Did you fint this helpful? Should I write more? (No ending time set)
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Total Votes : 32
Posted: Wed Nov 20, 2002 11:53 pm Post subject: [introduction] welcome to the world of VB
There're a lot of different programming languages out there, and a good programer knows that is it best to use different languages for different problems, as each has their own advantages and weaknesses. Turing is designed for introduction to programming, it wasn't ment for actual programming, so it is time to move on. There's Pascal, Java, C/C++, VB and now also .Net framework languages (VB.net and C#).
Here I'll try to introduce you to what I know best - Visual Basic
So lets get started... First of all, VB might look overwhealming at first since it is soo much different from turing, but as you come to know it better, you'll realize how easy it is.
Main advantage of VB over any other language is speed. It would take a page worth of code to write a simple GUI with single button in tuirng, but in VB it is right there available at the click of your mouse. VB has a LOT of premade components, controls and APIs. Besides GUI elements as buttons and textboxes, there're also database controls and many more. It is in fact possible to make an application that connects to an access database and browses through it without any typing. With about 5 lines of code, you can modify that program to search through that database. Now thats impressive
VB is also integrated into many applications such as all of MS office so you can write small applications INSIDE Word documents (called macros).
VB is almost as powerful as C++ and can do all but really down right ugly hardware connections. But nothing to worry, VB supports DirectX almost as good as C++ so you can make your own 3D games and applications.
Another huge difference between VB and other languages (especially turing) is that VB is event driven language. Meaning that while turing executes 1 line at a time, in order (unless you fork processes, which in fact randomly picks which of processes to execute), VB "forked" everything already and you program actions for each separate event. Such as
Private Sub Button1_Click()
print "welcome to VB"
button1 is a button that you places on the form, _Click is the even for that button... There're also others like _MouseUp, _MouseDown, _GotFocus, etc. All the different events that could happen to this particular object.
The way you write a program is that you layout the form, and you write code for different events to set up interaction between the user and the program. It is much more friendly then those ~ programs which are put/get/put/get type.
To get you started, here're a command:
msgbox("hello world") - this will make a message pop up.
Put that code inside form_load event. (Note, you don't have to type that in... you can select an object from the top left and then event from top right drop down menues. Don't worry about empty events that will be created as you pick different events from the list, all the empty events will be deleted once you refresh the code window).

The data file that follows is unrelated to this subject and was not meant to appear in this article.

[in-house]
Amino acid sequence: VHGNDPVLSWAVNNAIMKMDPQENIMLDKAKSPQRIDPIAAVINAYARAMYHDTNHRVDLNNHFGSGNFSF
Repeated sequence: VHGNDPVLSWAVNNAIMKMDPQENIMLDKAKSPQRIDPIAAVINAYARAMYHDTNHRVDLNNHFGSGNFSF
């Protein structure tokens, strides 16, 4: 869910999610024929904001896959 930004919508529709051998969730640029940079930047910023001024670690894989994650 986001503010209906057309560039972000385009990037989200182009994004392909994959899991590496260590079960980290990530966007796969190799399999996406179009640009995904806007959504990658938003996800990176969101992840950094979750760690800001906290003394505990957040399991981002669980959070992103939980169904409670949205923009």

form_load is the even that occurs when this form loads. A single program can have multiple forms, each with unique design and layout and they can all interact between each other.
The program you've just created should make a message "hello world" pop up at you. If you want the message to be displayed on the form as in put statment, use
Print "hello world"
You should know that each object has its own "properties" such as apperance, position, the way it acts and information it holds. It is located in Properties window that by default is in bottom right. You can right click on an object and select properties to open that window.
Now to make your program a bit more interactive. Create a textbox and rename it to txt_box in the Name property. Then create a button and rename it to cmd_button. It is a good practice to rename your objects so you can find them easier later on.
Now inside the cmd_button_click event type in this code:
As you can see we put in the textbox object instead of the string variable. So what the program does is it reads the value from the textbox and uses that as string. Try typing different things in the textbox and clicking on the button. Notice how you didn't have to make any loops
And this compleats first part of the introduction. Stay tuned for further tutorials on the use of variables, math, and comparison operations.
Posted: Sat Jan 11, 2003 4:19 am Post subject: (No subject)
Tony, what do you place these tutorials for?
Forum is a place, where people ask each other questions.
If they what to learn language, they buy a book.
But I see that people look to these topics (27 View).
So may be it's better to make page with tutorials...
Posted: Sat Jan 11, 2003 6:31 pm Post subject: (No subject)
well hey, I though about publishing a book, but it doesn't work out because of printing cost. So ya, thats why I write tutorials.
But you're right, if one is to learn language, having a book is good.
Posted: Fri Nov 07, 2003 12:02 am Post subject: (No subject)
so do i man...
but do u know anything about using winsock?
cuz i'm having trouble connectin more than 2 computers together.... =S
Posted: Fri Nov 07, 2003 10:16 am Post subject: (No subject)
sorry homer - don't know anything about winsockets
I did learn quite a bit about SQL while writing up my database project though VB is awesome when it comes to database interaction. You can literaly set up a database interface with 0 typing, but it's not going to be very good. A bit of SQL and it's badass